Kraftwerk Toronto

Kraftwerk jolts Toronto with robot electricity

Boing Boom Tschack.

When Kraftwerk opened their set Saturday at the Sony Centre, the feeling in the room was positively electric. The bleeps and bloops that make up Kraftwerk's "We are the Robots" blasted out of the speakers as the show began and my robot heart began to race. I finally got why teenage girls scream and cry when they see their favourite boy bands, as emotion took over while Kraftwerk invoked the gods of electro music.

Later in the evening I heard this same sentiment echoed throughout different people's narratives of the the show: intense joy from experiencing such perfection that the audience was overwhelmed with emotion.

Saturday night was a roller coaster for me. There were periods of musical bliss as I saw one of my favourite bands of all time perform songs that inspired generations of electronic music, followed by moments where I was actually quite bored (it feels almost sacrilegious to say it) -- a good example of this was during "Tour De France," when the band veered off into a "techno" style break down reminiscent of their 1991 album, The Mix.

Who am I to criticize these electro gods? I feel horrible saying this, but I just didn't like those parts. The 4/4 dance beats were pointless in a seated auditorium and during this section I wished they had stuck closer to the electro pop rhythms they became famous for. That's my only criticism, and overall it was amazing: 9.5 Tschernobyl melt-downs out of 10.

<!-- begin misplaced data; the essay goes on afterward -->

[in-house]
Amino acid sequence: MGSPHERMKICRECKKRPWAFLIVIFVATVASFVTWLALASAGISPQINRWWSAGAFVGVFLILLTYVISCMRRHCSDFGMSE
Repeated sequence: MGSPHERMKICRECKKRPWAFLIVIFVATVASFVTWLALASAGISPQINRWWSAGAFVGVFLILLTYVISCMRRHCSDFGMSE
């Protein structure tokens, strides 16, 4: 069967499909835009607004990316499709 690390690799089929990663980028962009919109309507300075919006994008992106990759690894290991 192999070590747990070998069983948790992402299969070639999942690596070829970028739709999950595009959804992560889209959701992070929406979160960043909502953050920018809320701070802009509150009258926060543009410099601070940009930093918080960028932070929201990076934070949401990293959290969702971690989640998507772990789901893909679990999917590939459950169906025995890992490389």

Kraftwerk Toronto

I heard some criticism about the 3D visuals being kind of basic, but I found them vibrant and immersive; the simple aesthetic was a nod to the era of computing that existed when many of their iconic albums were written. A simple ploy, while somewhat tactless, was when the song "Space Lab" ended with a simply rendered CGI version of the CN tower, which was met with screams and applause from the audience.

Kraftwerk Toronto

I was lucky to be in the balcony, which was the best spot, with a bird's eye view of the synths and controllers that the band was using, not visible to the people sitting on the main floor. It was great to see them punching out the bass lines and vocoder parts. In 2004, they'd seemed to be using mostly laptops and various controllers, so it was impossible to grasp what they were doing and how they were manipulating the sounds live. Not the case this year, at least for the people in the balcony seats.

Kraftwerk Toronto

Above criticism aside, this was one of the best shows I've ever seen. The crowd at Sony Centre was a who's who of Toronto's electronic music scene and felt a bit like a family reunion as every few steps brought me face to face with people I hadn't seen in years.

Kraftwerk Toronto

At the end of the night one overzealous fan rushed the stage and tried to grab Ralf Hütter's microphone headset, much to his horror. While many people seemed highly offended by this brazen act, personally I thought it was funny.

Writing by Aaron Cunningham / Photos by Roger Cullman


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